Texas's King Ranch has become legendary for a long list of innovations, the most enduring of which is the development of the first official cattle breed in the Americas, the Santa Gertrudis. Among those who played a crucial role in the breed's success were Librado and Alberto "Beto" Maldonado, master showmen of the King Ranch. A true "bull whisperer," Librado Maldonado developed a method for gentling and training cattle that allowed him and his son Beto to show the Santa Gertrudis to their best advantage at venues ranging from the famous King Ranch auctions to a Chicago television studio to the Dallas–Fort Worth airport. They even boarded a plane with the cattle en route to the International Fair in Casablanca, Morocco, where they introduced the Santa Gertrudis to the African continent.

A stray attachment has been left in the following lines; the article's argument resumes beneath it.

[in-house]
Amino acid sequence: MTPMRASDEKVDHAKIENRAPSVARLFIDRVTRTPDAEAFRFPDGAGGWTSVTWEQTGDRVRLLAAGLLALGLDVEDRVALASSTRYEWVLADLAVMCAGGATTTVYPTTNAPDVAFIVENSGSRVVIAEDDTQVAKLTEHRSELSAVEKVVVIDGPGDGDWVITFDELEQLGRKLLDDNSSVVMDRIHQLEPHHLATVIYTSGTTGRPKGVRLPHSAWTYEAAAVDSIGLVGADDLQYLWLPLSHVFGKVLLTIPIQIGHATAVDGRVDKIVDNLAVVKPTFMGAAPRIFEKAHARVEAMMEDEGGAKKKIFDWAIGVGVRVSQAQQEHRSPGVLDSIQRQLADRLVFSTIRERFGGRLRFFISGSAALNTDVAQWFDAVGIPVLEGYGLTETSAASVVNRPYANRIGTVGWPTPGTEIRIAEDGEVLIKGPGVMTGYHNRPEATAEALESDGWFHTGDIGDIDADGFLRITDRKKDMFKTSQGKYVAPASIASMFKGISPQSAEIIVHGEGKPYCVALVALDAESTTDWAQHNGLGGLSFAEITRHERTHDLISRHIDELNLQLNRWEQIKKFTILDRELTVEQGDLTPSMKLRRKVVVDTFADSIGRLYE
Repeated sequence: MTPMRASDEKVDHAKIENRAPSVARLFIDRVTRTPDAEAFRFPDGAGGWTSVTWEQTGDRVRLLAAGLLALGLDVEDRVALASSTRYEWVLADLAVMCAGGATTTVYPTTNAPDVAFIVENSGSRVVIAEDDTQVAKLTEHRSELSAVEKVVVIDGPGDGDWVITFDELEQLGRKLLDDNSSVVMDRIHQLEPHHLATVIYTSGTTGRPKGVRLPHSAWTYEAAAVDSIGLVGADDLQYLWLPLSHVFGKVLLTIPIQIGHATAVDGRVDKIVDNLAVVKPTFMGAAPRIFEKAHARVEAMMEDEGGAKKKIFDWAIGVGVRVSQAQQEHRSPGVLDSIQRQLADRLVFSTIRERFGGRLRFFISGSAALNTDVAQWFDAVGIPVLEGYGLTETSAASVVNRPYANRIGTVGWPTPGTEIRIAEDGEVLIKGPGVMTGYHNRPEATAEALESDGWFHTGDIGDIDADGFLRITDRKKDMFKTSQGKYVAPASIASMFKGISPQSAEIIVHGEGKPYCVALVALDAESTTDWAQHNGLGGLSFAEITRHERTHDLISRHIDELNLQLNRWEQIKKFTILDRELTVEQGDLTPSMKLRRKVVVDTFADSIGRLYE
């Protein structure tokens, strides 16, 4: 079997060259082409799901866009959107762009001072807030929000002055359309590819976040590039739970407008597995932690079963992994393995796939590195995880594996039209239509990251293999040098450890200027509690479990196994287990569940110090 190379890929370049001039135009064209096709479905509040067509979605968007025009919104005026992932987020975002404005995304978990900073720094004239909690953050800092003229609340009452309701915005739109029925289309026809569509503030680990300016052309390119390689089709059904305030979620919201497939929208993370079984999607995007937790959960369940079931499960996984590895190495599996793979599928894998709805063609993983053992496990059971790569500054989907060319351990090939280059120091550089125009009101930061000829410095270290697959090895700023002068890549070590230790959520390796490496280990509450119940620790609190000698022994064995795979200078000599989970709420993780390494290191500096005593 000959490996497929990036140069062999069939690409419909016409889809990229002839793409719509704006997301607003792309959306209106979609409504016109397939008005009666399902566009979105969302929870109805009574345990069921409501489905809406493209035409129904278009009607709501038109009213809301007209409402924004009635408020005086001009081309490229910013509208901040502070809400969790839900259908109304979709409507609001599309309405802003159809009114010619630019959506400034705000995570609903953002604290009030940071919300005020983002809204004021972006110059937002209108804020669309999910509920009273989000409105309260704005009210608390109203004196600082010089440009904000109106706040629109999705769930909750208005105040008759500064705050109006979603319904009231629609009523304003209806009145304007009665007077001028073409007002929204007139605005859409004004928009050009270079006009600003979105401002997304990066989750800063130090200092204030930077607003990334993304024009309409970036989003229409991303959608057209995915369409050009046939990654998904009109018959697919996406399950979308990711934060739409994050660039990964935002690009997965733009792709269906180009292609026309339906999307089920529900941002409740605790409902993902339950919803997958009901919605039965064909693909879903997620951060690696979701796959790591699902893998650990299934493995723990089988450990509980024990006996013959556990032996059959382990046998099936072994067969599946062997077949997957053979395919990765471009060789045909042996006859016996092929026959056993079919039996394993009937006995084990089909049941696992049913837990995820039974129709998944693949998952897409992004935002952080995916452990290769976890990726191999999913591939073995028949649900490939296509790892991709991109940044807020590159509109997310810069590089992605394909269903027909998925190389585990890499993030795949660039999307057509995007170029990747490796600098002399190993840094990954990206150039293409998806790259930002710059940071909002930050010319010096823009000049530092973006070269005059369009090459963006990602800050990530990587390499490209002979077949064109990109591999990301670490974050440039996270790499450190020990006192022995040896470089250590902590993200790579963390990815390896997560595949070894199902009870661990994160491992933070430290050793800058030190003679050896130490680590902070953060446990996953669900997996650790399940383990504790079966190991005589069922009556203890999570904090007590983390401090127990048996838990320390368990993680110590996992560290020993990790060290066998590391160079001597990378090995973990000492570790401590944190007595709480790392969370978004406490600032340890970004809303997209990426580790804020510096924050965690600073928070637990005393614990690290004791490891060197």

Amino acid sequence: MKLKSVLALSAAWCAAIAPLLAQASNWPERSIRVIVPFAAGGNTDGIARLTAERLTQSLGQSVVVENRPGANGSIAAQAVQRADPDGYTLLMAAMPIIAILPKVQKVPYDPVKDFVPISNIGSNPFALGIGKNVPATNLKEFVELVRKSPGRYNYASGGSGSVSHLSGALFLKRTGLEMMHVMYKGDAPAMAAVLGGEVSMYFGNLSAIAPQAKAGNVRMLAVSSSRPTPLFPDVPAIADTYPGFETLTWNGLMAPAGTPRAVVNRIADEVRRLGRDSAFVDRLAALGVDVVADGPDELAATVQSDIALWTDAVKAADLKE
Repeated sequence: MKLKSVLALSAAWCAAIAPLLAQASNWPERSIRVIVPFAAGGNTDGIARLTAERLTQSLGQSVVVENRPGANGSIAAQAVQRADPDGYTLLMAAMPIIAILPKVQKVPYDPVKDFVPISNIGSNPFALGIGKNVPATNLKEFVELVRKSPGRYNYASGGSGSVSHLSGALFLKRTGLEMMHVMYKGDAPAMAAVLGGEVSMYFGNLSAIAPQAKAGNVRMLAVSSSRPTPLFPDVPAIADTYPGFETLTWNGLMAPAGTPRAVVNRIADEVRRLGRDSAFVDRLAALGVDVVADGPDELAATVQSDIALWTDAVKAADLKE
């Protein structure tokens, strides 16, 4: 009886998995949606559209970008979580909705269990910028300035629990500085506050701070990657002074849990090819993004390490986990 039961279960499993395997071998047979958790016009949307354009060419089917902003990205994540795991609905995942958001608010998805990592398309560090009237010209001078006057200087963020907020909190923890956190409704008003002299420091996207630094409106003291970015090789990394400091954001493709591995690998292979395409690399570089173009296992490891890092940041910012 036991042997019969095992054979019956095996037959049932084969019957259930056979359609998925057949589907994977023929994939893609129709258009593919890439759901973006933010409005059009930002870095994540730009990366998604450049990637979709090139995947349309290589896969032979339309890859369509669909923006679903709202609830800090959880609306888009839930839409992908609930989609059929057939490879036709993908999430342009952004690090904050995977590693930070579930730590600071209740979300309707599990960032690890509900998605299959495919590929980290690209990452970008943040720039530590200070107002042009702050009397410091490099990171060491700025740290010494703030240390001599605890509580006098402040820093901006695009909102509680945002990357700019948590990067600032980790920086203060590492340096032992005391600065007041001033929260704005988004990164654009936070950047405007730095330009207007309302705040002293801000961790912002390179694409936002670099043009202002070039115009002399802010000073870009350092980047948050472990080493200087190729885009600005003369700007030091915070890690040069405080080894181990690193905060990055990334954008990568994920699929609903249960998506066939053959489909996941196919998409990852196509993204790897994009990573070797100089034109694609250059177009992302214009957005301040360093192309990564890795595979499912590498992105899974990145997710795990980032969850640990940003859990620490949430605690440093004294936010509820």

In The Master Showmen of King Ranch, Beto Maldonado recalls an eventful life of training and showing King Ranch Santa Gertrudis. He engagingly describes the process of teaching two-thousand-pound bulls to behave "like gentlemen" in the show ring, as well as the significant logistical challenges of transporting them to various high-profile venues around the world. His reminiscences, which span more than seventy years of King Ranch history, combine with quotes from other Maldonado family members, co-workers, and ranch owners to shed light on many aspects of ranch life, including day-to-day work routines, family relations, women's roles, annual celebrations, and the enduring ties between King Ranch owners and the vaquero families who worked on the ranch through several generations.